AMA Statement On Motorcycles in HOV Lanes in NYC

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PICKERINGTON, Ohio — In one of the most outrageous acts the American Motorcyclist Association has seen in years, the New York City Transportation Department defiantly refuses to change its rules so that they comply with federal law to allow motorcycles to use high-occupancy-vehicle (HOV) lanes.

The department states that it won't change its rules to comply with federal law because the New York City Police Department opposes the change. But transportation officials refuse to explain the police opposition despite numerous attempts by the American Motorcyclist Association to get an explanation. The Police Department opposition was supposed to have been recorded, but wasn't, in a public forum — a city Transportation Department hearing that was held Sept. 12, 2007, to change department rules related to motorcycle use of HOV lanes to comply with federal law. The rule change was to go into effect within 60 days of that hearing.

"New York City's public servants are intentionally ignoring a law passed by the American people's elected representatives in the U.S. Congress," says Imre Szauter, AMA legislative affairs specialist, who has been trying to get answers from New York City transportation officials on the HOV-motorcycle issue. "Because the New York City Transportation Department refuses to change its rules, every American motorcyclist faces tickets and fines when riding in New York City HOV lanes," Szauter continues. "This is outrageous and totally unacceptable. Karen Perrine of Staten Island, New York, suffered through a two-and-a-half-year nightmare because of a ticket she got on Oct. 26, 2005 while riding her Yamaha FZ1 motorcycle in a New York City HOV lane."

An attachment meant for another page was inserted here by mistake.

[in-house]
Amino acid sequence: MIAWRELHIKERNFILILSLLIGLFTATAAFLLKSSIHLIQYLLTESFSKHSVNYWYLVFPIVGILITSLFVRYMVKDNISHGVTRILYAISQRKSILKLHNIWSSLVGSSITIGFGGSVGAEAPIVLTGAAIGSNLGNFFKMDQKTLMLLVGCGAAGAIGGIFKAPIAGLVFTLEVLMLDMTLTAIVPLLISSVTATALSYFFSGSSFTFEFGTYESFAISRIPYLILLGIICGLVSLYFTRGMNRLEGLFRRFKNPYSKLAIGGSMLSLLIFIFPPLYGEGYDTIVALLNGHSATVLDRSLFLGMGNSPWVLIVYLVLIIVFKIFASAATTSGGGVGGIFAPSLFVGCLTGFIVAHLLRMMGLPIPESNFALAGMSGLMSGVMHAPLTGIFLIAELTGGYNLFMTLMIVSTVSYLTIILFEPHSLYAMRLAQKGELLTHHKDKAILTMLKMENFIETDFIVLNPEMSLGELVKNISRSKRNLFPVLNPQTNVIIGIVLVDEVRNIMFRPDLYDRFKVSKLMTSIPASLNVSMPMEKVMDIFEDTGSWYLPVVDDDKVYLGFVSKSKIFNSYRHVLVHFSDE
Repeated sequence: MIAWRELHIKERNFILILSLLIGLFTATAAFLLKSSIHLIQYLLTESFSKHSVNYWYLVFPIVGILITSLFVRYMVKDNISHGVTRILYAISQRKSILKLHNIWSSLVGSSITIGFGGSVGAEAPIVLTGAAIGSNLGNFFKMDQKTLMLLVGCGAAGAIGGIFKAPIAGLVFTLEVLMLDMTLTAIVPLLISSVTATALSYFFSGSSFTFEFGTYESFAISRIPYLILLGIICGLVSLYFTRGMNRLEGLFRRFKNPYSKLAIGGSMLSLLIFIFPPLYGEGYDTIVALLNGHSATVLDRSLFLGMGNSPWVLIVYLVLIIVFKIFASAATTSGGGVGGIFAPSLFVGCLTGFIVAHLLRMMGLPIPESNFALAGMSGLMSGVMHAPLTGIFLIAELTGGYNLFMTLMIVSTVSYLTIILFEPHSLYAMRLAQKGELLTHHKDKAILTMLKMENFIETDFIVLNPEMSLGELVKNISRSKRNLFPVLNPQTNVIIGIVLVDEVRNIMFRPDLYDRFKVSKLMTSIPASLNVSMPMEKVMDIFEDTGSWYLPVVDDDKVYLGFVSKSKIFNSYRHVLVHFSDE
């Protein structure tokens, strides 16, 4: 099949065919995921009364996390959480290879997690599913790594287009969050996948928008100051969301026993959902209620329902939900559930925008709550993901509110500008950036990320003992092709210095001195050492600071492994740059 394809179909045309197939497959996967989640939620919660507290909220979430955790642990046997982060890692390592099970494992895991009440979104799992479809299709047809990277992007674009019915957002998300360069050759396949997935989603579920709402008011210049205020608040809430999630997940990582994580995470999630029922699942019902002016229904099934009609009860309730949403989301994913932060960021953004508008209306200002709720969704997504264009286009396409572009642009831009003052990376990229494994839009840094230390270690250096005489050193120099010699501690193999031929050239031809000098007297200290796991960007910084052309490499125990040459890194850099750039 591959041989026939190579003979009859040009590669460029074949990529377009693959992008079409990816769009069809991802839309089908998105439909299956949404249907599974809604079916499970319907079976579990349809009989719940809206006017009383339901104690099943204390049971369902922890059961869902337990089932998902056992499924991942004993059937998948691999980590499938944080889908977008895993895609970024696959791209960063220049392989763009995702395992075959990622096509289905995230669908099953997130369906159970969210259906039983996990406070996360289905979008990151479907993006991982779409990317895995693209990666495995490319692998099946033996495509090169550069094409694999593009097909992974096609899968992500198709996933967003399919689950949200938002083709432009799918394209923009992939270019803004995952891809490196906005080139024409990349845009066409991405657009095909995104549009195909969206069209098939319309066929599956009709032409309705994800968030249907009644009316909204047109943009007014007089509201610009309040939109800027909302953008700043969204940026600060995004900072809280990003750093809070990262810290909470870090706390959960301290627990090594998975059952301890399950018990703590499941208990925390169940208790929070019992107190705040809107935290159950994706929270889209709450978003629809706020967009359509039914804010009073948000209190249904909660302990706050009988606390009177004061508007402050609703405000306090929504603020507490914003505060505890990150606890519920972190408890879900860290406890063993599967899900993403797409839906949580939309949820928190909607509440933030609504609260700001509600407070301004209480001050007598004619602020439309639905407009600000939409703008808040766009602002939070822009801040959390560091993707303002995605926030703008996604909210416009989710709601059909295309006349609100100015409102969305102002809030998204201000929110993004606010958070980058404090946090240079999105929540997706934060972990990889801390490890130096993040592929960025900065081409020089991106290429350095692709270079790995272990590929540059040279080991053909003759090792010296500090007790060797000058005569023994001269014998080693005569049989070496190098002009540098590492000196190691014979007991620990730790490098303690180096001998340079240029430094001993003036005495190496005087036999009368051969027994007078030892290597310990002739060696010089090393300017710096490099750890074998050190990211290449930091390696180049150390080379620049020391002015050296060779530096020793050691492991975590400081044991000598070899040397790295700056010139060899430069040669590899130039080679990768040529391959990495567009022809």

The New York Department of Motor Vehicles Appeals Board, in a letter dated Feb. 15, 2008, agreed that Perrine was within her rights to use the Brooklyn-Queens Expressway HOV lane when she was pulled over and ticketed for an HOV lane violation. The board reversed her conviction and removed it from her driving record. Perrine, however, is afraid to use the HOV lane again.

"When I opened the envelope from the Appeals Board I felt some satisfaction in having the conviction reversed, but it's been extremely unfair to me that I have had to sit for over a year and a half with the points from this ticket on my driver's license, while I waited for a decision from the Appeals Board," Perrine says. "I was not breaking the law. "In the last year and a half, those points have made me eligible for a new $300 New York Drivers Assessment Fee and led to the cancellation of my auto insurance policy. The total cost of this ticket including the appeal, the Drivers Assessment Fee and the replacement auto insurance policy has been $1,270," she says.

"When I attended a public hearing at the New York City Department of Transportation in September 2007, and read a statement about my ticket and traffic court hassles, I thought that I was helping to change the local traffic laws and prevent other bikers from suffering as I have," she says. "The New York City Department of Transportation had drafted an amendment that would make local traffic rules comply with the U.S. Code, finally. The new rules were to take effect by this spring."

In recent years, motorcyclists in Phoenix and Pittsburgh also were ticketed for riding in HOV lanes. But those tickets were dismissed when the ticketed motorcyclists and the American Motorcyclist Association pointed out that federal law allows motorcycles in HOV lanes. In fact, Pittsburgh even put up signs allowing motorcycles in HOV lanes after officials there were informed of the federal law.

The U.S. Code governing HOV lanes — Title 23, Section 166 (23USC166) — states agencies that govern HOV lanes must allow motorcycles to use the lanes unless they prove motorcycles pose a safety hazard on the lanes, and that proof is accepted by the U.S. Transportation Secretary following a Federal Register notice and public comment period on the ban.